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Biochim Biophys Acta. 2016 Oct;1861(10):1579-95. doi: 10.1016/j.bbalip.2015.12.012. Epub 2015 Dec 22.

Altered myocardial metabolic adaptation to increased fatty acid availability in cardiomyocyte-specific CLOCK mutant mice.

Author information

1
Division of Cardiovascular Disease, Department of Medicine, University of Alabama at Birmingham, Birmingham, AL, USA; Institute of Biomedical Sciences-I, Department of Physiology and Biophysics, University of Sao Paulo, Sao Paulo, SP, Brazil; Department of Biological Sciences, Federal University of Sao Paulo, Diadema, SP, Brazil.
2
Division of Cardiovascular Disease, Department of Medicine, University of Alabama at Birmingham, Birmingham, AL, USA.
3
Department of Nutrition Sciences, University of Alabama at Birmingham, Birmingham, AL, USA.
4
Division of Endocrinology, Diabetes and Metabolism, Department of Medicine, University of Alabama at Birmingham, Birmingham, AL, USA.
5
Division of Molecular and Cellular Pathology, Department of Pathology, University of Alabama at Birmingham, Birmingham, AL, USA.
6
Division of Behavioral Neurobiology, Department of Psychiatry, University of Alabama at Birmingham, Birmingham, AL, USA.
7
Division of Cardiovascular Disease, Department of Medicine, University of Alabama at Birmingham, Birmingham, AL, USA. Electronic address: meyoung@uab.edu.

Abstract

A mismatch between fatty acid availability and utilization leads to cellular/organ dysfunction during cardiometabolic disease states (e.g., obesity, diabetes mellitus). This can precipitate cardiac dysfunction. The heart adapts to increased fatty acid availability at transcriptional, translational, post-translational and metabolic levels, thereby attenuating cardiomyopathy development. We have previously reported that the cardiomyocyte circadian clock regulates transcriptional responsiveness of the heart to acute increases in fatty acid availability (e.g., short-term fasting). The purpose of the present study was to investigate whether the cardiomyocyte circadian clock plays a role in adaptation of the heart to chronic elevations in fatty acid availability. Fatty acid availability was increased in cardiomyocyte-specific CLOCK mutant (CCM) and wild-type (WT) littermate mice for 9weeks in time-of-day-independent (streptozotocin (STZ) induced diabetes) and dependent (high fat diet meal feeding) manners. Indices of myocardial metabolic adaptation (e.g., substrate reliance perturbations) to STZ-induced diabetes and high fat meal feeding were found to be dependent on genotype. Various transcriptional and post-translational mechanisms were investigated, revealing that Cte1 mRNA induction in the heart during STZ-induced diabetes is attenuated in CCM hearts. At the functional level, time-of-day-dependent high fat meal feeding tended to influence cardiac function to a greater extent in WT versus CCM mice. Collectively, these data suggest that CLOCK (a circadian clock component) is important for metabolic adaption of the heart to prolonged elevations in fatty acid availability. This article is part of a Special Issue entitled: Heart Lipid Metabolism edited by G.D. Lopaschuk.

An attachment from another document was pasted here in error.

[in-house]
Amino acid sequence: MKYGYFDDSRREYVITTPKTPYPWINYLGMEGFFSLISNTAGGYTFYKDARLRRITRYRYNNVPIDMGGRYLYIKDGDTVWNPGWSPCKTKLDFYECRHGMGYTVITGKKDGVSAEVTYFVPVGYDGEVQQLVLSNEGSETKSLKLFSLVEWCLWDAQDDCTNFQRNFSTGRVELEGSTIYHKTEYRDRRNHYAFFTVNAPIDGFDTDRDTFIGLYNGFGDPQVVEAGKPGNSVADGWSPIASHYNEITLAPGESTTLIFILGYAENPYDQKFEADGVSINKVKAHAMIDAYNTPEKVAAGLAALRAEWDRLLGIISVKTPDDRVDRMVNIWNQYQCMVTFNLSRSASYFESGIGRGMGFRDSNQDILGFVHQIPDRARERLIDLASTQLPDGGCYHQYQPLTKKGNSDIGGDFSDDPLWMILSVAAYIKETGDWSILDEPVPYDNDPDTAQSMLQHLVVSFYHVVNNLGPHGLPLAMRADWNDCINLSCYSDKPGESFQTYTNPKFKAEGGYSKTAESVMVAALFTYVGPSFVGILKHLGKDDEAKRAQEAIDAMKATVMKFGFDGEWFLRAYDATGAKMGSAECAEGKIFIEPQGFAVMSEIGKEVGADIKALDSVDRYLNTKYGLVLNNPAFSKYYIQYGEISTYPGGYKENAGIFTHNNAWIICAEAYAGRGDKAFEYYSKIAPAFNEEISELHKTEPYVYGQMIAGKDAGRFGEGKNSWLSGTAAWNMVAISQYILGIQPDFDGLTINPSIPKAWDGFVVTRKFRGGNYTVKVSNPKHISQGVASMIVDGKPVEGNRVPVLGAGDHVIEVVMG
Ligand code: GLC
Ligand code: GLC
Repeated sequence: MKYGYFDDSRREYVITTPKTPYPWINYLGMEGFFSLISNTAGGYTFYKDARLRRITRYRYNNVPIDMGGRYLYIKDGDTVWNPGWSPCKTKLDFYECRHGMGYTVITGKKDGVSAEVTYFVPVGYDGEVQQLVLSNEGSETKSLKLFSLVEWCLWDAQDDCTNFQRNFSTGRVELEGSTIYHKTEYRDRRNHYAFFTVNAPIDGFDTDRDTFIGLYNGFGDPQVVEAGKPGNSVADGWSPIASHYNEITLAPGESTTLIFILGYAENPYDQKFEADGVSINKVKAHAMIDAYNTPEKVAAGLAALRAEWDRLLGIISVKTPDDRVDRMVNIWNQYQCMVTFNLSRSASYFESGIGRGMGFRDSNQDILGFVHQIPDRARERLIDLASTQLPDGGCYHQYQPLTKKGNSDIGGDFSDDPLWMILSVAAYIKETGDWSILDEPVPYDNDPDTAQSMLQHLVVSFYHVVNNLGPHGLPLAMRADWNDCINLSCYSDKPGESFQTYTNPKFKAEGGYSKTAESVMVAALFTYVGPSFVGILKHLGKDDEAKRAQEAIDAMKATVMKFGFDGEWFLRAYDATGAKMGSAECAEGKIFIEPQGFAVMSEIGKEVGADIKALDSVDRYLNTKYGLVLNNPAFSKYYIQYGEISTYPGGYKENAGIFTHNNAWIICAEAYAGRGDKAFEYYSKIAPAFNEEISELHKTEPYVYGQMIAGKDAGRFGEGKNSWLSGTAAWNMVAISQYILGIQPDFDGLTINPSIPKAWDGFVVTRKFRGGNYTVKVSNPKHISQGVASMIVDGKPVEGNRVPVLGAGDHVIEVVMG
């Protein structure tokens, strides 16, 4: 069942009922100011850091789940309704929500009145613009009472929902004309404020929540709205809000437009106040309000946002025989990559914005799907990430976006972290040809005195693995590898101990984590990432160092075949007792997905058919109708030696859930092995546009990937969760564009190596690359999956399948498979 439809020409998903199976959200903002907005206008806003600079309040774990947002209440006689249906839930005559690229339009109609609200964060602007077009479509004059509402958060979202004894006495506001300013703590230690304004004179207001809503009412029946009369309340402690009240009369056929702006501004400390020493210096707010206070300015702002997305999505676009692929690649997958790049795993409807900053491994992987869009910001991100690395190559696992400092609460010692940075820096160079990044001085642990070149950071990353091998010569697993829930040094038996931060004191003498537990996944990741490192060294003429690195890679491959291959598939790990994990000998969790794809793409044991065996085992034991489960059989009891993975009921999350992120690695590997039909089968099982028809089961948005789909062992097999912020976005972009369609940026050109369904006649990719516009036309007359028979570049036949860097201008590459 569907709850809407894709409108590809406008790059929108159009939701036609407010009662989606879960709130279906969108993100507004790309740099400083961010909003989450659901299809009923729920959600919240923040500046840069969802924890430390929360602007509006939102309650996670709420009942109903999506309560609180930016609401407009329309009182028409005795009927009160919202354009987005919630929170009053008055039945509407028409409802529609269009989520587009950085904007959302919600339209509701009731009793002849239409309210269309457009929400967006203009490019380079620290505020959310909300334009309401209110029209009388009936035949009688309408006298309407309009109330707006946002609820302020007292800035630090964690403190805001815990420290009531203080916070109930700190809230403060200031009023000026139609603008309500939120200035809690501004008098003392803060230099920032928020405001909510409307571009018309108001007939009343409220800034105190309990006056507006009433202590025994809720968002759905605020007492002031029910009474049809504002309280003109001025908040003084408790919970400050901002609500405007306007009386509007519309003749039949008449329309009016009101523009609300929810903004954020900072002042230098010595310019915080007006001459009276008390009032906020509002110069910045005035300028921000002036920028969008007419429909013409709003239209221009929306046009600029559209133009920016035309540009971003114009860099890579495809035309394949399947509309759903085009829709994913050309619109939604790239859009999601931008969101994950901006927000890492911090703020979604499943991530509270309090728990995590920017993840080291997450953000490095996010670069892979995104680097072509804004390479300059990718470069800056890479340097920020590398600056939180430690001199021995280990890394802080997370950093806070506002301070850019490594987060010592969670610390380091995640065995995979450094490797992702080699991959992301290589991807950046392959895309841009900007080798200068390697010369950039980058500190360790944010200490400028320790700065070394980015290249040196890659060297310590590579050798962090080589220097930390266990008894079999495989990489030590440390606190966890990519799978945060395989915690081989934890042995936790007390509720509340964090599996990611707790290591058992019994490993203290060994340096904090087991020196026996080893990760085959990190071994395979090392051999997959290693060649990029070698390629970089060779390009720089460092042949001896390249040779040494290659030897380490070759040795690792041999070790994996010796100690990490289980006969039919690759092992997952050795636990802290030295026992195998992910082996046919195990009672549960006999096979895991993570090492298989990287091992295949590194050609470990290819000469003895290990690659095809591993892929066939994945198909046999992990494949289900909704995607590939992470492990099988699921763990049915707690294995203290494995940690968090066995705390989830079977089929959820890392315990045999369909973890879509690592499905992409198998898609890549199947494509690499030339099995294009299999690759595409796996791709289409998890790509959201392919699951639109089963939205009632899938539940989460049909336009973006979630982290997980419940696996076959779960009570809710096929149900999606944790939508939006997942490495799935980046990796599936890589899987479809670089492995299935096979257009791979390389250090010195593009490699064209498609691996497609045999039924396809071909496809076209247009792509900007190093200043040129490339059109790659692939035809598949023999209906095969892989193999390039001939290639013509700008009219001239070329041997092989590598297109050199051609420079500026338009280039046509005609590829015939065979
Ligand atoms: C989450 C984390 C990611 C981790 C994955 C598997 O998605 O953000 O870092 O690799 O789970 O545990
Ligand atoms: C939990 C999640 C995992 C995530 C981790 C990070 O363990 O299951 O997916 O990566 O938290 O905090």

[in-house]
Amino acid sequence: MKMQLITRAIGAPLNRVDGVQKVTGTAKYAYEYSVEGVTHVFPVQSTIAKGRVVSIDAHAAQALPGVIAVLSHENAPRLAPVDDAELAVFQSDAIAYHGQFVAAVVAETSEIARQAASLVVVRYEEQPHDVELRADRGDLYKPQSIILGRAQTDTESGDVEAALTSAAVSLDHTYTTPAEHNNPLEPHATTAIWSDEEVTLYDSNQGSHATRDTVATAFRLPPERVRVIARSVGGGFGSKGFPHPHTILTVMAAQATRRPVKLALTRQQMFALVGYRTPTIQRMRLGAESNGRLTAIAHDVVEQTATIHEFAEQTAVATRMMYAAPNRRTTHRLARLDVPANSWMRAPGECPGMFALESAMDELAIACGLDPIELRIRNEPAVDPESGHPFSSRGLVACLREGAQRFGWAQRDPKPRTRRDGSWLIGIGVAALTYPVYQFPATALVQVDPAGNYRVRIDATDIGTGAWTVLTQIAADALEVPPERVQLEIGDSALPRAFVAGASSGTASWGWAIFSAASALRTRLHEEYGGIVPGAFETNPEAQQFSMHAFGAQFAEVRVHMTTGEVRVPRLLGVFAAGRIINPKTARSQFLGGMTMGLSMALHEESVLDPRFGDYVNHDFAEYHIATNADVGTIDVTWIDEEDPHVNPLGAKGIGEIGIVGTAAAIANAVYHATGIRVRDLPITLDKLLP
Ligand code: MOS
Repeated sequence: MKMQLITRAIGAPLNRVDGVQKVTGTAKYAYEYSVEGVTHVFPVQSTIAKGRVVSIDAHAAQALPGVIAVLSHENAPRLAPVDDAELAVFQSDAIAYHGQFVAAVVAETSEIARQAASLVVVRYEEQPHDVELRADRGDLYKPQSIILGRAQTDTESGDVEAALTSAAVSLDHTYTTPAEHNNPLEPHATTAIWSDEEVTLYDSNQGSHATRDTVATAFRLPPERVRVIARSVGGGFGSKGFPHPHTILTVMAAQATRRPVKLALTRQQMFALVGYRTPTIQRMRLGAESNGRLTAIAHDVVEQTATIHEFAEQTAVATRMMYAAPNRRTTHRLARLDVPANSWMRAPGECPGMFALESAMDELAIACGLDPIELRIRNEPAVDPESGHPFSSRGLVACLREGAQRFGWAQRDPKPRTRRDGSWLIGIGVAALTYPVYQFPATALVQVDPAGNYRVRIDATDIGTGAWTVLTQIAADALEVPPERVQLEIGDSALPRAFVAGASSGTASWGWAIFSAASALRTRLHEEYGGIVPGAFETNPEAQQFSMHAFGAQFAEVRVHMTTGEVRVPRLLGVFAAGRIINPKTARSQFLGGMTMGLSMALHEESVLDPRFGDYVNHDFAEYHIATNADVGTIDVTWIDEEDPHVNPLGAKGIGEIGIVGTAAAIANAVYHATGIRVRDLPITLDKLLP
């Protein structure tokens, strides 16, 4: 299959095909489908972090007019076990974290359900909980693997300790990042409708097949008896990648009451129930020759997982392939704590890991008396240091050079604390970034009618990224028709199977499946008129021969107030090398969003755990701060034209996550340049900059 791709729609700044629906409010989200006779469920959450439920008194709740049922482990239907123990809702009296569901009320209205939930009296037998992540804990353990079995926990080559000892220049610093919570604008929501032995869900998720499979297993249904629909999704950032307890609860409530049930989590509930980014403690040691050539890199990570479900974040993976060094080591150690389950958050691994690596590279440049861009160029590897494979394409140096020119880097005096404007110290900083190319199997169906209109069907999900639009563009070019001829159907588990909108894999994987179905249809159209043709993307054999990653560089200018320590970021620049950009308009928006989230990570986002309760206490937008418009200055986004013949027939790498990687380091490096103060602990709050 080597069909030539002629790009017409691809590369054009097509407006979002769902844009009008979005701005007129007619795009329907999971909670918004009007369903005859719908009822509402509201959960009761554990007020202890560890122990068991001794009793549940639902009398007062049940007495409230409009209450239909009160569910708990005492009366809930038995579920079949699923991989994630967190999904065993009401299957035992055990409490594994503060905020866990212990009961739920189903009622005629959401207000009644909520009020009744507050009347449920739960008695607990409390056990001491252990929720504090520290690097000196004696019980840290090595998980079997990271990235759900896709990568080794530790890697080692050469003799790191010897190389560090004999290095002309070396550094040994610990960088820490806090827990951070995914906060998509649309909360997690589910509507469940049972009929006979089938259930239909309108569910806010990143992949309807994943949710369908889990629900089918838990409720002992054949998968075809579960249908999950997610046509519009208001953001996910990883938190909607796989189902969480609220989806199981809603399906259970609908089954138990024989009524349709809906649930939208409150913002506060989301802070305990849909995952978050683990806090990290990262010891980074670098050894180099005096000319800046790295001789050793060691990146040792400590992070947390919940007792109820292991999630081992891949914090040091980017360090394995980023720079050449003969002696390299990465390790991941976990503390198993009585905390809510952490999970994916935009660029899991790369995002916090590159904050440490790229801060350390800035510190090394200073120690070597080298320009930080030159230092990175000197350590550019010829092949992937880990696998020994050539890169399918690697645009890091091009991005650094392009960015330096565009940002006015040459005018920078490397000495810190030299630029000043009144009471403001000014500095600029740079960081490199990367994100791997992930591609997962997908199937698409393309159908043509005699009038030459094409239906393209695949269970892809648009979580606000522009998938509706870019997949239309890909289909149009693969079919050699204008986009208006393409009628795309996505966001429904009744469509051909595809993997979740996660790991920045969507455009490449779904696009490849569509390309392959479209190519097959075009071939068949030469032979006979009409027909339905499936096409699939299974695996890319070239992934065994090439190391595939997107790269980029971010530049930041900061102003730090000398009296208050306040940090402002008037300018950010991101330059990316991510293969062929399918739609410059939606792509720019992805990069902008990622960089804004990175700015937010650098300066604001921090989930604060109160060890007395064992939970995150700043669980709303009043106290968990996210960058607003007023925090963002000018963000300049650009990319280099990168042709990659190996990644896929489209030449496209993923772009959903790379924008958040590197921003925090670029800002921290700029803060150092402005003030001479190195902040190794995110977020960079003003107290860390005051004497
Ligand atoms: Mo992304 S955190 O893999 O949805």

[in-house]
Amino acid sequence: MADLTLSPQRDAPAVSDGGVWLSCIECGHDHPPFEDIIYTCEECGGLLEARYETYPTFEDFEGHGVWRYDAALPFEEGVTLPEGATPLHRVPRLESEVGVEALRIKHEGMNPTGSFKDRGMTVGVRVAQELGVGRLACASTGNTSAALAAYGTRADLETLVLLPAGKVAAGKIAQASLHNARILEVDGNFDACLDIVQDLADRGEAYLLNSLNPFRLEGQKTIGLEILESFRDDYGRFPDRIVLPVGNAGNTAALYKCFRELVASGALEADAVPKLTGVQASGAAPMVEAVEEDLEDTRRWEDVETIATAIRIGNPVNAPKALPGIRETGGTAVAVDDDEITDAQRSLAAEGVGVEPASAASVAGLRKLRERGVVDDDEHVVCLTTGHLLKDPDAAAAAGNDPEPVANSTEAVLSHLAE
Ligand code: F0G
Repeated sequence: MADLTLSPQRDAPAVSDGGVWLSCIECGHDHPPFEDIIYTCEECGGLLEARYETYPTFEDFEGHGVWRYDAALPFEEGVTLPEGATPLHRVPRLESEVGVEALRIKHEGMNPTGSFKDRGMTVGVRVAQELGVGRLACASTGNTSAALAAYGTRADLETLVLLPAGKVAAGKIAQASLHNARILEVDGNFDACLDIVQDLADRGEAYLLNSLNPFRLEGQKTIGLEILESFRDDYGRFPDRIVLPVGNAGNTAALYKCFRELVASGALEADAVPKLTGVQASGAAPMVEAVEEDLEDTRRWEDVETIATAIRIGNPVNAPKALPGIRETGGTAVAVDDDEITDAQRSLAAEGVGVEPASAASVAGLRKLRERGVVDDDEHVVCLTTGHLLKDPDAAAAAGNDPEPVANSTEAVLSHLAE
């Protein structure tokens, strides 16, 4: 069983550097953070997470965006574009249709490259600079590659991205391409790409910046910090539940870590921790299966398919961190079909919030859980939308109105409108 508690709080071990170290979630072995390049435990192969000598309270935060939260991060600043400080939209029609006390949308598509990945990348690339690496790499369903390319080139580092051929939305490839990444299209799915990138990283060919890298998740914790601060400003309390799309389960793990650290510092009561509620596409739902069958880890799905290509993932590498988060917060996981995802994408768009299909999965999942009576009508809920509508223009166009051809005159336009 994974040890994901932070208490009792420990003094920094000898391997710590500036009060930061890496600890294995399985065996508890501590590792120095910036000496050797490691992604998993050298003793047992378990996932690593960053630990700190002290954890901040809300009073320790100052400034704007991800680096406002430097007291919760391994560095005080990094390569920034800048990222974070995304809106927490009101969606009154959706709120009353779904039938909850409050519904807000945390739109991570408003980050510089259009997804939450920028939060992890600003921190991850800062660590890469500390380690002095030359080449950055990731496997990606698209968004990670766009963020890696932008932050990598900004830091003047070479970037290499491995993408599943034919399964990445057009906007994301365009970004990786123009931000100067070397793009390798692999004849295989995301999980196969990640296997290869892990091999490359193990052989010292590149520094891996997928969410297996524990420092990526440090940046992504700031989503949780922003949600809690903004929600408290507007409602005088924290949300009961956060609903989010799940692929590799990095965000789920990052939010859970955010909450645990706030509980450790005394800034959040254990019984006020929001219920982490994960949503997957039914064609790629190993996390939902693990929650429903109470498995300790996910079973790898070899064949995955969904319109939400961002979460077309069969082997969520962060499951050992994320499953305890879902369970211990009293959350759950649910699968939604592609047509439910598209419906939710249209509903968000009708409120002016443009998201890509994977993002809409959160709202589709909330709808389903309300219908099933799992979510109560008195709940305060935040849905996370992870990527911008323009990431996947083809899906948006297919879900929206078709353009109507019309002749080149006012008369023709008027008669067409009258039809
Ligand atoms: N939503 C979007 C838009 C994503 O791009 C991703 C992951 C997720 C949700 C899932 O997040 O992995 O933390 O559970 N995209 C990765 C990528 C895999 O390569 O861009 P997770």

KEYWORDS:

Chronobiology; Contractile function; Diabetes; Gene expression; Metabolism; Nutrition

PMID:
26721420
PMCID:
PMC4917492
DOI:
10.1016/j.bbalip.2015.12.012
[Indexed for MEDLINE]
Free PMC Article

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